Max Brewer, an arctic expert in charge of the Naval Arctic Research Laboratory at Barrow, concluded that the plan to bury most of the pipeline was completely unfeasible because of the abundance of permafrost along the route.

In a report, Brewer said the hot oil conveyed by the pipeline would melt the underlying permafrost, causing the pipeline to fail as its support turned to mud.

This report was passed along to the appropriate committees of the U. House and Senate , which had to approve the right-of-way proposal because it asked for more land than authorized in the Mineral Leasing Act of and because it would break a development freeze imposed in by former Secretary of the Interior Stewart Udall.

Udall imposed the freeze on any projects involving land claimed by Alaska Natives in hopes that an overarching Native claims settlement would result.

By the end of September, all the relevant villages had waived their right-of-way claims, and Secretary of the Interior Wally Hickel asked Congress to lift the land freeze for the entire TAPS project.

After several months of questioning by the House and Senate committees with oversight of the project, Hickel was given the authority to lift the land freeze and give the go-ahead to TAPS.

TAPS began issuing letters of intent to contractors for construction of the "haul road", a highway running the length of the pipeline route to be used for construction.

Heavy equipment was prepared, and crews prepared to go to work after Hickel gave permission and the snow melted. Several of the native villages that had waived claims on the right of way reneged because TAPS had not chosen any Native contractors for the project and the contractors chosen were not likely to hire Native workers.

Hart issued an injunction against the project, preventing the Interior Department from issuing a construction permit and halting the project in its tracks.

After the Department of the Interior was stopped from issuing a construction permit, the unincorporated TAPS consortium was reorganized into the new incorporated Alyeska Pipeline Service Company.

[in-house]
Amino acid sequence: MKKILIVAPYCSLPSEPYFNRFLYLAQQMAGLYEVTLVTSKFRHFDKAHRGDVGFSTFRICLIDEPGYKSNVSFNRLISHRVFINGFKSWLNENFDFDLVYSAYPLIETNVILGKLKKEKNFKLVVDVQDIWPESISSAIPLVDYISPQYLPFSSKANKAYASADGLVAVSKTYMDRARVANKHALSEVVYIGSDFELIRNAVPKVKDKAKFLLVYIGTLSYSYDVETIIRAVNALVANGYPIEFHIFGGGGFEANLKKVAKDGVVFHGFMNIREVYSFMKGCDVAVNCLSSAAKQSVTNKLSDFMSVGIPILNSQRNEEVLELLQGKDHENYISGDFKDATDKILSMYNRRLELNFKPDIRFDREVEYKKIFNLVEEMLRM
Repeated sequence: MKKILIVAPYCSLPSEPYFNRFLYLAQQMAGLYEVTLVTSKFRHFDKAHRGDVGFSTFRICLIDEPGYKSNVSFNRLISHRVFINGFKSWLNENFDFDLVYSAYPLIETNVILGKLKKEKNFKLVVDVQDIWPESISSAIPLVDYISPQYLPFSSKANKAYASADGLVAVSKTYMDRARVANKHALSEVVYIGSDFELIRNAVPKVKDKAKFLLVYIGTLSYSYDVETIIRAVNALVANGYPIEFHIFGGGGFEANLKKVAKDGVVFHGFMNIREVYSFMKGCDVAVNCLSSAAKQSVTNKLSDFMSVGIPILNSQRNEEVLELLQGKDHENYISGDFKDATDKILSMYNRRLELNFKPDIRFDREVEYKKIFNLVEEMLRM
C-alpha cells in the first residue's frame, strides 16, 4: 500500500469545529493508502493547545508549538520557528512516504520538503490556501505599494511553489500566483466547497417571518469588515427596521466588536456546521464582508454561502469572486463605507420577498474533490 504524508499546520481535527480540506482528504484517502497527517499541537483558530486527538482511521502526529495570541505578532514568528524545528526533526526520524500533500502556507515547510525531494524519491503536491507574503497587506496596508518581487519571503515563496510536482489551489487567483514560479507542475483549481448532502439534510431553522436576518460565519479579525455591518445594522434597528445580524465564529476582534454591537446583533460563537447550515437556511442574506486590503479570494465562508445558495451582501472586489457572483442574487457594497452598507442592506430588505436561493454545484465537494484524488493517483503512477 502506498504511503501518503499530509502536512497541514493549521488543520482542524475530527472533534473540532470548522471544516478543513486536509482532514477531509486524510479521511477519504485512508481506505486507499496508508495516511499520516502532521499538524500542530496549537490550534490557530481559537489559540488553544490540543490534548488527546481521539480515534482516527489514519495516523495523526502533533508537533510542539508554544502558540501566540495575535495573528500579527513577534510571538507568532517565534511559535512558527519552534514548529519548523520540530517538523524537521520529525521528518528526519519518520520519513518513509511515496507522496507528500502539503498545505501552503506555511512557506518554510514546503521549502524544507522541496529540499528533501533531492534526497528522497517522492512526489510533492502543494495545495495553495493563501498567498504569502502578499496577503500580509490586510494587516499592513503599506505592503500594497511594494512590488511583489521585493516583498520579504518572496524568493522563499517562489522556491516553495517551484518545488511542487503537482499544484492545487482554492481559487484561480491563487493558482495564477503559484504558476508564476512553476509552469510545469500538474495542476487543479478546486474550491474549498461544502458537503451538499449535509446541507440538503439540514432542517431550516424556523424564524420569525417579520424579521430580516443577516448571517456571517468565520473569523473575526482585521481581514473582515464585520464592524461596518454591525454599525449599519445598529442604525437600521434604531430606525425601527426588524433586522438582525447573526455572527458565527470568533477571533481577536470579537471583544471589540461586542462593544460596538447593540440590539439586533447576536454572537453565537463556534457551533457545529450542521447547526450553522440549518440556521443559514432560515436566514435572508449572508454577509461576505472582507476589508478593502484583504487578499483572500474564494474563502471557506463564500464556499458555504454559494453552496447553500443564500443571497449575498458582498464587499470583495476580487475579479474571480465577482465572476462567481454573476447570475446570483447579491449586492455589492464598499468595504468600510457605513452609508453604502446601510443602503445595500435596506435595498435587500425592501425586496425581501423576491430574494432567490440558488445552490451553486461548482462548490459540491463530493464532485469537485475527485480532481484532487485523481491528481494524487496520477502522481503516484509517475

Patton was put in charge of the new company and began to lobby strongly in favor of an Alaska Native claims settlement to resolve the disputes over the pipeline right of way.

Opposition to construction of the pipeline primarily came from two sources: Alaska Native groups and conservationists.

Alaska Natives were upset that the pipeline would cross the land traditionally claimed by a variety of native groups, but no economic benefits would accrue to them directly.

Conservationists were angry at what they saw as an incursion into America's last wilderness. Although conservation groups and environmental organizations had voiced opposition to the pipeline project before , the introduction of the National Environmental Policy Act allowed them legal grounds to halt the project.

Arctic engineers had raised concerns about the way plans for a subterranean pipeline showed ignorance of Arctic engineering and permafrost in particular.

The injunction against the project forced Alyeska to do further research throughout the summer of The collected material was turned over to the Interior Department in October , [40] and a draft environmental impact statement was published in January One element of opposition the report quelled was the discussion of alternatives.

All the proposed alternatives—extension of the Alaska Railroad, an alternative route through Canada, establishing a port at Prudhoe Bay, and more—were deemed to pose more environmental risks than construction of a pipeline directly across Alaska.

Opposition also was directed at the building of the construction and maintenance highway parallel to the pipeline.

Although a clause in Alyeska's pipeline proposal called for removal of the pipeline at a certain point, no such provision was made for removal of the road.

Sydney Howe, president of the Conservation Foundation, warned: "The oil might last for fifty years. A road would remain forever.

In testimony, an environmentalist argued that arctic trees, though only a few feet tall, had been seedlings "when George Washington was inaugurated".